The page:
Have you ever muted or blocked an old friend on social media because of their political opinions? Maybe you’ve silently dropped them out of your friend group into the broader category of the crazies? We all know people who seemed apolitical when work or school made them a daily presence in our lives, but who have since fallen out of touch and lost their bearings over politics. Or maybe you’ve muted and blocked them as a way of trying to preserve your good opinion of them? You zapped their notifications so that you would continue to know them as the full human person they were and must still be, the one who did kindnesses to you and earned your admiration, not the automaton they appear to be online, the one spitting out opinions you find threatening and malicious. Maybe you’ve done both kinds of digital culls: the type you relish, and the type you don’t.
Did you feel a twinge of guilt or shame about it? Or did you make a firm decision to protect yourself and set boundaries, thus freeing yourself to digitally blast your old friends out of your life like you put the cheat codes into a video game and are eliminating the baddies?
These are all questions we on the inside must reckon with, too. Conservatives who work at magazines such as National Review, or assist legislators on the Hill, or labor in the world of think tanks, feel just as our readers do. We are unsettled by the failures of our institutions, by the sudden sense that most of the political debates we have are zero-sum contests of “us” and “them,” and that the old paradigms in our politics are not just defunct, but in some way discredited.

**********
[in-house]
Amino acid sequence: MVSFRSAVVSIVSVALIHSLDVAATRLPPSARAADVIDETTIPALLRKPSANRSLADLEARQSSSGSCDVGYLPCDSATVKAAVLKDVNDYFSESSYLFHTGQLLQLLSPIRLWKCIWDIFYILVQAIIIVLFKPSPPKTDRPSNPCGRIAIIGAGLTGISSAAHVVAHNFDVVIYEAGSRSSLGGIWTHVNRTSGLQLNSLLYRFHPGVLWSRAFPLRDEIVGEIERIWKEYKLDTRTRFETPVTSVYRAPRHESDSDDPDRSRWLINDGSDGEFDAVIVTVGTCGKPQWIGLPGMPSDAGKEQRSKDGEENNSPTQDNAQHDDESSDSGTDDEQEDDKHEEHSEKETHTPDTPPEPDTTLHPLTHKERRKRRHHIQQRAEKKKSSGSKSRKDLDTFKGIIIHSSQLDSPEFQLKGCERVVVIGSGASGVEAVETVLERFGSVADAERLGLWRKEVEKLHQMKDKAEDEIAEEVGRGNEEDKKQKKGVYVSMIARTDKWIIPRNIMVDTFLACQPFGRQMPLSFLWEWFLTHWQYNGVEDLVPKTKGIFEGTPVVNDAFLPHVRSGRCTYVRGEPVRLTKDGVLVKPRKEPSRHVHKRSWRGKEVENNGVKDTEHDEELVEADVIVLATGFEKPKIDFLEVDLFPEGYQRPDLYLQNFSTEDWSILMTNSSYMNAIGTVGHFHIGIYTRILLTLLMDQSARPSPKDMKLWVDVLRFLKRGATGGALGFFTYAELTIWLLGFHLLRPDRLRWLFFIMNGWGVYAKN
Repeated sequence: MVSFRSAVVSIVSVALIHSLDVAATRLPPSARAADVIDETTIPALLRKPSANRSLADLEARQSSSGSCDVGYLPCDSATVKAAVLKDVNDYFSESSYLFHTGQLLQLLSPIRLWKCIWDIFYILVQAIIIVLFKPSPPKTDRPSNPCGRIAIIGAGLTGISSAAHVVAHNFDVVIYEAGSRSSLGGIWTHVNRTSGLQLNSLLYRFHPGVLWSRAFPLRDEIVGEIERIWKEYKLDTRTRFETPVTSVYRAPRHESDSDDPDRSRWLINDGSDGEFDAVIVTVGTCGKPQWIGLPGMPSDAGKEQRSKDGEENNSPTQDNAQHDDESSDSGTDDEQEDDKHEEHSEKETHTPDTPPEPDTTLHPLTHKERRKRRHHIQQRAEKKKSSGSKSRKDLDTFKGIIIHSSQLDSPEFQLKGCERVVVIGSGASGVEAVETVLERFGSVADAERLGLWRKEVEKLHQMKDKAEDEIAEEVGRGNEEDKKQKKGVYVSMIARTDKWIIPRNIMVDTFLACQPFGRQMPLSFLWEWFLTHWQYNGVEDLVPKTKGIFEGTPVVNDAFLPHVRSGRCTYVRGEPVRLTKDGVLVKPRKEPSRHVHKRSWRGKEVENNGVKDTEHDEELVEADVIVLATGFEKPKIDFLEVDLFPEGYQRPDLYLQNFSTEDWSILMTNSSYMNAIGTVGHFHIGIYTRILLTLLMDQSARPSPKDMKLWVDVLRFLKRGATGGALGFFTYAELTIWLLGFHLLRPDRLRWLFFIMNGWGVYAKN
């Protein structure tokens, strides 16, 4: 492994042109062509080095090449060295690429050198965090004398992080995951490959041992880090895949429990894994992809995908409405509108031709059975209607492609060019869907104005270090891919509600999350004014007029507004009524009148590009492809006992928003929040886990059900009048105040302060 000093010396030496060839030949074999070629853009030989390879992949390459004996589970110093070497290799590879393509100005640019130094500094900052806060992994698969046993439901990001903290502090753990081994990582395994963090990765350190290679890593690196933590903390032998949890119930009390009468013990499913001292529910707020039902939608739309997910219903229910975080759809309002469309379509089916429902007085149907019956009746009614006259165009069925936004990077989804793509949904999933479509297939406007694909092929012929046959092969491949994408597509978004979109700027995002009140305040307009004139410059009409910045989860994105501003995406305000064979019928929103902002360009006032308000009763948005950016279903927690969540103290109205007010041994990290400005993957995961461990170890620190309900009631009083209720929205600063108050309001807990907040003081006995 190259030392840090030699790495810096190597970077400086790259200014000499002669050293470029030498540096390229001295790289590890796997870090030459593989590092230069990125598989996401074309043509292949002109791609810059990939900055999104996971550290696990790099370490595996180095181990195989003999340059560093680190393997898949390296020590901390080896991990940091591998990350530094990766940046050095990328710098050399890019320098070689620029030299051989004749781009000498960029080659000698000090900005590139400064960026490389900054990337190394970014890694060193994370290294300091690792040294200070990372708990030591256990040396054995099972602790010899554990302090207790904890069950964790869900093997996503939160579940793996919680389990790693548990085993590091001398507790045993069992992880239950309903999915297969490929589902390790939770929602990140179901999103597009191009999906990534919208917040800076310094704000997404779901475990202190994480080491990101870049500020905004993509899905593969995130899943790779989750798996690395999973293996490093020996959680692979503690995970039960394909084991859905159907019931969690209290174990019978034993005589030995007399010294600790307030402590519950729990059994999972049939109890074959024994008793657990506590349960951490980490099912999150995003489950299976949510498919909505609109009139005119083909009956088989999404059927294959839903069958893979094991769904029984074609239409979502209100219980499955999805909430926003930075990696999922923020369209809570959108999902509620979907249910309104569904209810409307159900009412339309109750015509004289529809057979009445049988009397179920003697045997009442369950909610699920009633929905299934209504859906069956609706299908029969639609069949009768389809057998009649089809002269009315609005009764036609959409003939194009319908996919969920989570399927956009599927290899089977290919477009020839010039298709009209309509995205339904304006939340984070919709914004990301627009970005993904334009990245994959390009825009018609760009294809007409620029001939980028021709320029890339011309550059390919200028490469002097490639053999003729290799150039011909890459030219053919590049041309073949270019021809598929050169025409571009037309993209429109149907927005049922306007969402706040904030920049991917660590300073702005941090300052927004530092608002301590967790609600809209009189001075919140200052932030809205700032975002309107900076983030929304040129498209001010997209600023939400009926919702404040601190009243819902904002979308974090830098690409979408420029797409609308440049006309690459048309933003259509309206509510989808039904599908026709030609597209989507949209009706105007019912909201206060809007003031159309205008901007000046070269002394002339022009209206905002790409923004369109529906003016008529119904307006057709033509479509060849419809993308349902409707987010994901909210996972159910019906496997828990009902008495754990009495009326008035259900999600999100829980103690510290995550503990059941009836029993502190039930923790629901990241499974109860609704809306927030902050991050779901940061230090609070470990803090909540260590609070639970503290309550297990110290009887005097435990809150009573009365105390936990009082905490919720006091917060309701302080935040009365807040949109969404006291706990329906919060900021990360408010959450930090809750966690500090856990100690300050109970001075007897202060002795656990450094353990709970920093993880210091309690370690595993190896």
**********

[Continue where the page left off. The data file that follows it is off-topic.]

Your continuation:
And so we find ourselves muting and zapping each other digitally — or doing the real-life equivalents — over debates and divergences of opinion that were either unimportant, unknown, or conducted in a less anxious, bullying way just a few years ago. We find the persistent debates that we have within the movement several times more personally acrimonious now than they were then. Outside our movement, the debates about cancel culture and free speech are occasioned by this new sense that the world is more merciless about political arguments, that understanding is a finite resource and we passed Peak Generosity some years ago. You just have to give and make do with less.
Why are so many people ending friendships over the wrong retweet or shared link? I’m sure there are a million individual nuances to each broken friendship, but there’s a larger anxiety at work that almost surely results from the intrusion of digital media. The screen through which we stay informed is itself a latent cause of almost physical anxiety, producing dopamine but not serotonin. Humans are hard-wired to sort out social information, and the social-media behemoths provide an exhausting gusher of it. But above all, new media has reduced the importance of institutions. A significant portion of America’s political class hashes out its feelings and thoughts by lobbing grenades from digital bunkers.
I happen to think the only way out is to practice friendship even when it is hard. To be personal for a moment, the reason I joined National Review was that someone whose politics are quite different from my own — Charles C. W. Cooke — initiated a conversation and wooed me over several lunches and dinners. He did so just months after National Review had published a cover story that began with the line “Michael Brendan Dougherty is bitter” and went on to enumerate the political faults into which I had fallen. I thought the offer was NR acting in its best tradition of fostering vigorous debate while maintaining friendship.
I suspect the only way out of the digital-bunker mentality is to literally exit our digital bunkers. We need to take our most difficult conversations off of social media and establish institutions and places where people can commune as human beings, face-to-face, and hash out their differences.